The Kings and Queens of England by Ian CroftonAlthough I live in the United States; I wouldn’t be able to list most of the US Presidents if you paid me. Yet, ask me the monarchs of England and I could list them (in order, mind you) even while half asleep. Ian Crofton provides a similar directory in, “Kings and Queens of England: The Lives and Reigns of the Monarchs of England”.
“Kings and Queens of England” is a small, colorful, glossy-paged book which is fit for a reference shelf (albeit a thin one) or a coffee table. The structure is that of a directory or quick-reference guide while the content is exactly what it claims to be: a listing of English monarchs with brief bios (generally 2-4 pages for each).
The term ‘brief’ is not an exaggeration as the issue with “Kings and Queens of England” is that it is much too summarized and simplified. Although Crofton does mention interesting and/or menial notes and facts; nothing is detailed and therefore the reader is not left with a solid image of any of the monarchs. Basically, “Kings and Queens of England” is somewhat flat and not memorable.
On the other hand, the format is useful as a quick reference with charts depicting the monarch’s coat of arms and listing such facts as birth date, parents, children, succession date, house, death, etc; while the section contain photos, quotes, and small supplemented texts to round the bios. Worth mentioning is that the quoted paragraphs are much too small in font size and will present some trouble for those with eye problems.
An annoying factor is Crofton’s habit of mentioning Shakespeare and the playwright’s depictions of kings. Although this may be used in order to find a common ground with the average reader; it comes off as elementary and far from scholarly.
Sadly, Crofton doesn’t explore any new ground in “Kings and Queens of England” and thus those readers well-read on English royalty will be somewhat bored unless looking for a quick recap. In fact, the text is better suited for young adults versus adults (unless the adult has no previous knowledge on the subject). Crofton also states too many myths and propaganda pieces as though they are factual plus much of “Kings and Queens of England” is dated (such as the section on Richard III). Therefore, it is suggested to take the text with a grain of salt.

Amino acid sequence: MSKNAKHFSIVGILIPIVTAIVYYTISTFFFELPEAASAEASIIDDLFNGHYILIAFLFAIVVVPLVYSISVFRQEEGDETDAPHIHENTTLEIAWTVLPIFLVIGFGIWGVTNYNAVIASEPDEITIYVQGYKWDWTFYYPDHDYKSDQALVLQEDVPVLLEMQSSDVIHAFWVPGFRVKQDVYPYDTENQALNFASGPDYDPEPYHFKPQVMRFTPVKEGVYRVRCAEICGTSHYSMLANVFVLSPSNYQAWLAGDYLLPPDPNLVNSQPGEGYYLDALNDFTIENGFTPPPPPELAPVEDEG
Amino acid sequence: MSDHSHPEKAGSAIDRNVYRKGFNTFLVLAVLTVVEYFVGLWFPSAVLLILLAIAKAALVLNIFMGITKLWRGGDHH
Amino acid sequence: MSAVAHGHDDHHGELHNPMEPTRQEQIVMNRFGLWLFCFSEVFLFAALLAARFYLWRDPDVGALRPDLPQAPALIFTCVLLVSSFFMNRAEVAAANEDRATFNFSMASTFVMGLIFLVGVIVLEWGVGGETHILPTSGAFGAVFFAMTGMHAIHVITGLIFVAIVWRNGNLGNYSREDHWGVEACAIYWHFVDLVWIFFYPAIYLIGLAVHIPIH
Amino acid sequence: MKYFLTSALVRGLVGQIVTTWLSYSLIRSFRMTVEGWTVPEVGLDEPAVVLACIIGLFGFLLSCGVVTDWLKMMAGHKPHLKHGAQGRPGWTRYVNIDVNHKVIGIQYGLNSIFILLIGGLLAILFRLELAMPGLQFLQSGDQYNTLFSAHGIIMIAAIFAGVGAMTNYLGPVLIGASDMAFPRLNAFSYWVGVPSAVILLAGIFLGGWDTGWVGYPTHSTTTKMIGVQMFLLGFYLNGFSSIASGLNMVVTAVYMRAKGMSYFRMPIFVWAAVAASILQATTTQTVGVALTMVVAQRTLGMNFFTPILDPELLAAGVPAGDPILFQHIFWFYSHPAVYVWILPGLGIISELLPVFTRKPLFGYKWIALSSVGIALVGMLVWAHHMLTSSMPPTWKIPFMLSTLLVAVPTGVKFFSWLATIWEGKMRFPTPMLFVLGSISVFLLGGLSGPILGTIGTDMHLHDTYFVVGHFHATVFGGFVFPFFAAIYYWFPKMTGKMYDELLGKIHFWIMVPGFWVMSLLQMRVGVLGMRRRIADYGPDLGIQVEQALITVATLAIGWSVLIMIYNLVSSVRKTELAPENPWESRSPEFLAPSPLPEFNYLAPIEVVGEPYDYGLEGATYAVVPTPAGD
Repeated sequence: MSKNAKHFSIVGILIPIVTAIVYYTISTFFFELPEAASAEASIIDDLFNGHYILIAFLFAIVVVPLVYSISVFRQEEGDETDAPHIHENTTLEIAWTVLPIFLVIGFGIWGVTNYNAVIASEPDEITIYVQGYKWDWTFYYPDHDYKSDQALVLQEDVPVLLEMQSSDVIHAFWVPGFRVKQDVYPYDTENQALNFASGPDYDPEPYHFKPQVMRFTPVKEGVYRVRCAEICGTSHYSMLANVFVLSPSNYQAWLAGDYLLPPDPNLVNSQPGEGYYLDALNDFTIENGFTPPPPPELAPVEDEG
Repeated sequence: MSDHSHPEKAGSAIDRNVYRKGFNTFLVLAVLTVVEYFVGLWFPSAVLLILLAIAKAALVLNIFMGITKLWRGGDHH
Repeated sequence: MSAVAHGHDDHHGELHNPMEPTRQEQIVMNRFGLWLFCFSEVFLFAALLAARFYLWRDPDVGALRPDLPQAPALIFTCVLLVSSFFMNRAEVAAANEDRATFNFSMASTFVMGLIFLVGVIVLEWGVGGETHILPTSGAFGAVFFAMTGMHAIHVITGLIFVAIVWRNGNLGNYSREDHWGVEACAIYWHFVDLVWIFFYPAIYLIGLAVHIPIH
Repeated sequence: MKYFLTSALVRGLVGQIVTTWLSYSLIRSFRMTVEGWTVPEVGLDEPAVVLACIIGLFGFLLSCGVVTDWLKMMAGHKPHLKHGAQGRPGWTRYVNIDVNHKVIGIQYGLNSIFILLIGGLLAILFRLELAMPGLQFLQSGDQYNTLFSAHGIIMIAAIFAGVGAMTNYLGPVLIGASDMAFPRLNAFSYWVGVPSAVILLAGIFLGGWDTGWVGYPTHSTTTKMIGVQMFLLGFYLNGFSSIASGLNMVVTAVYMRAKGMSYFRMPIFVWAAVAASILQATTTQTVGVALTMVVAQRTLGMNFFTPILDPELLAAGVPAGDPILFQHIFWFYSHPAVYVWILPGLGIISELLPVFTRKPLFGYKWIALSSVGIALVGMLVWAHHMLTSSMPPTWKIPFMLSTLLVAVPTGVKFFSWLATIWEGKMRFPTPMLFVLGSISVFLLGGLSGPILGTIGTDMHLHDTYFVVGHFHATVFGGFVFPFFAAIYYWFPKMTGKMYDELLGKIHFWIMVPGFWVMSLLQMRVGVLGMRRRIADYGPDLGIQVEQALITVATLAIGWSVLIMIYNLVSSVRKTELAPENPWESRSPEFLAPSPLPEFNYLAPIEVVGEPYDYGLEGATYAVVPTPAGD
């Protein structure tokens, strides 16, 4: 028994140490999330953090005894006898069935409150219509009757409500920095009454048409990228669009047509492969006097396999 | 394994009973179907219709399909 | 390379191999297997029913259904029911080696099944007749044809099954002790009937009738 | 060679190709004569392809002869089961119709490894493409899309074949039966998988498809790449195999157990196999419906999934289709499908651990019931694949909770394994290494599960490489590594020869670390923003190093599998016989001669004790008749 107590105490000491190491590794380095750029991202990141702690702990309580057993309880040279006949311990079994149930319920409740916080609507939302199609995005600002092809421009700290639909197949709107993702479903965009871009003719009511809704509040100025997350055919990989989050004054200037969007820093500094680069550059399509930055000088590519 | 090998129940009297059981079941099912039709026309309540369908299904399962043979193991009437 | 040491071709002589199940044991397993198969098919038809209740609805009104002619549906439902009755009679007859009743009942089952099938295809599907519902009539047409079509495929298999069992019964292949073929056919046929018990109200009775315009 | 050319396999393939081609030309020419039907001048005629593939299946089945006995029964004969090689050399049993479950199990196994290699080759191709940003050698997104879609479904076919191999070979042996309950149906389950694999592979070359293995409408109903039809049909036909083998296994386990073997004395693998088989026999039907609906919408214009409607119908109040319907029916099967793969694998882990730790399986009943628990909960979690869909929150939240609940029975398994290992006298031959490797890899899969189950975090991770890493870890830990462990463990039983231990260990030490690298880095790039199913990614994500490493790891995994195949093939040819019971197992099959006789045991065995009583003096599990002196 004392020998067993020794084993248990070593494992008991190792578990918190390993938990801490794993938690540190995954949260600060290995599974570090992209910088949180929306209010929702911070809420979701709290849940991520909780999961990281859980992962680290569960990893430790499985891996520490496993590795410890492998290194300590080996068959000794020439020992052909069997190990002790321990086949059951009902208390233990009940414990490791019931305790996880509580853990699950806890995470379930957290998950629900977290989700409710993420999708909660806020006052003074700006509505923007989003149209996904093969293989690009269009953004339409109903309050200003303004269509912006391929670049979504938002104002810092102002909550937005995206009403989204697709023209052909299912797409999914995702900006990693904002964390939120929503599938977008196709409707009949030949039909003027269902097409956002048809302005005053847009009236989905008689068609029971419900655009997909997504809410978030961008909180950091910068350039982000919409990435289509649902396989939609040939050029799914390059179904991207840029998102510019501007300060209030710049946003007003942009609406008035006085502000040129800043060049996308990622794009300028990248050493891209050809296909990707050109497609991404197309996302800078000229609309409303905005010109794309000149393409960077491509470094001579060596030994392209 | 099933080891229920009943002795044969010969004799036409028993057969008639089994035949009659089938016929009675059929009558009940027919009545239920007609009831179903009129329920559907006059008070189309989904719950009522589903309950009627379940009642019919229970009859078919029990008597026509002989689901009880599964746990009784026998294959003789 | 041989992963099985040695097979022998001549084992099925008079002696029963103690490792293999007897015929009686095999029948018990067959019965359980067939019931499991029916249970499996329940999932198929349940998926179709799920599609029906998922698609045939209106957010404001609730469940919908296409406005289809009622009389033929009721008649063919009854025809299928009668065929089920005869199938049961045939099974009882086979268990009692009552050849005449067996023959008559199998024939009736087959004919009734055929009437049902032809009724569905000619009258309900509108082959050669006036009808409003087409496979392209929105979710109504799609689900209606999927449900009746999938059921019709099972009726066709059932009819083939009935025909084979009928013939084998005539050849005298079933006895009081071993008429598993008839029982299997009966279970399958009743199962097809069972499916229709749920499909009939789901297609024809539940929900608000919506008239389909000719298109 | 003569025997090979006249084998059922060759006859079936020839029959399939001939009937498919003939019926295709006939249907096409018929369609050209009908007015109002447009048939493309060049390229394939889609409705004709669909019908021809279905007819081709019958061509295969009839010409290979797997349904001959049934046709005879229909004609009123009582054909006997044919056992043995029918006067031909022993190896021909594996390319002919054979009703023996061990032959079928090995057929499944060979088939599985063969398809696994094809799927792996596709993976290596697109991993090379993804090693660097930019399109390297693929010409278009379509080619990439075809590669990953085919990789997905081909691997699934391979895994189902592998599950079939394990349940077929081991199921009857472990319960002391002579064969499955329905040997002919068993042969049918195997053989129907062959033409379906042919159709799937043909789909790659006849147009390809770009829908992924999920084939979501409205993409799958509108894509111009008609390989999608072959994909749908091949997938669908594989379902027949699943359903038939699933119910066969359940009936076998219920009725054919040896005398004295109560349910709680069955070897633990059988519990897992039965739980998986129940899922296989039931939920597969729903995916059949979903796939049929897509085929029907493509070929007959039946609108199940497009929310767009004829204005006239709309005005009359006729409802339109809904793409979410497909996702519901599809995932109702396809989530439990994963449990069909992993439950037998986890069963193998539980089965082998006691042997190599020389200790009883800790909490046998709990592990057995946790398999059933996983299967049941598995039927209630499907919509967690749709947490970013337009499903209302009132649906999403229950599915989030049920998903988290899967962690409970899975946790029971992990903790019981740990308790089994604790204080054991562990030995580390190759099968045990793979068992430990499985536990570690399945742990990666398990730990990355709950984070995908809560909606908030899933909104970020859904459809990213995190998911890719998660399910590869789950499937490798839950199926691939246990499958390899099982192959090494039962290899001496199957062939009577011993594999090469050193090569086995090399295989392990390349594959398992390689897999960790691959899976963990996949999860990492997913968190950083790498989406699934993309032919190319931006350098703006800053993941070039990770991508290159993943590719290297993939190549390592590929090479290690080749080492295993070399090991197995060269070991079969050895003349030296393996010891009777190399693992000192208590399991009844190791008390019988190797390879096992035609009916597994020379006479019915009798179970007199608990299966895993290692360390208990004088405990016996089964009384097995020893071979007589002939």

On a positive note, Crofton smoothly presents the transition of ultimate monarchism to the ceremonial role it holds today; helping the reader understand the modern-day impact of their role. The conclusion is solid stipulating on the future of the royal family while also offering genealogical charts.
Note: “Kings and Queens of England” focuses on the monarchs regnant versus consort.
Overall, “Kings and Queens of England” is a quick, overly simplified introduction to the monarchs of England. Dated, riding on speculation, and brief; the text sadly won’t make an impact with readers. Those familiar with the topic won’t learn anything new and therefore the book is only strongly suggested for general readers who simply want to be debriefed.
ASMR - 'Dark History!' English Kings & Queens - Whispered Reading Library Book
Dark History of the Kings & Queens of England
The books are written by some of the leading experts within their respective fields, incorporating the latest historical research. Several books in the English Monarchs series have previously also been published by the University of California Press , though the series is today in the hands of Yale University Press. The following table shows books published or forthcoming. Unless otherwise stated, the given regnal name also makes up the book title. The date given is the original publishing date of each book.
Which king liked to bathe while the band played Rule Britannia? Which queen was so fat she needed a hoist to get on the throne? Which prince shut his wife out of Westminster Abbey to prevent her from being crowned? Who was the blood-thirstiest monarch of them all? Kings and Queens of England is a no-holds-barred account of the British monarchy with the gossip and gore left in, and nothing left out! It leaves no stone unturned in its mission to portray kings and queens as they really were, warts and all.
T he most compelling books on royal families, for me, are those that entwine a gripping personal narrative with a national or international story and help to deepen our understanding of history. To appreciate what is at stake for the protagonists and how they make their choices depends on how skilfully the historical context is woven into the writing without overloading the prose. My favourite books are those that provide fresh insights on historical events while allowing the reader to inhabit the world of the royal characters. As I sat in the royal archives in the Round Tower at Windsor reading the extensive correspondence between the queen and her grandchildren, it was clear that the queen had a passion for matchmaking. Victoria could not foresee that the family dynamic also contained the seeds of its own catastrophic downfall in which cousin was set against cousin, husband against wife and even sister against sister. Nicholas and Alexandra by Robert K Massie The dramatic story of the last tsar, tsarina and their family told against the epic sweep of early 20th-century Russian history.
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Start your trial for FREE today!, These books were aimed to please both the general reader and those who already were informed about the reign of the monarch assessed in each volume.
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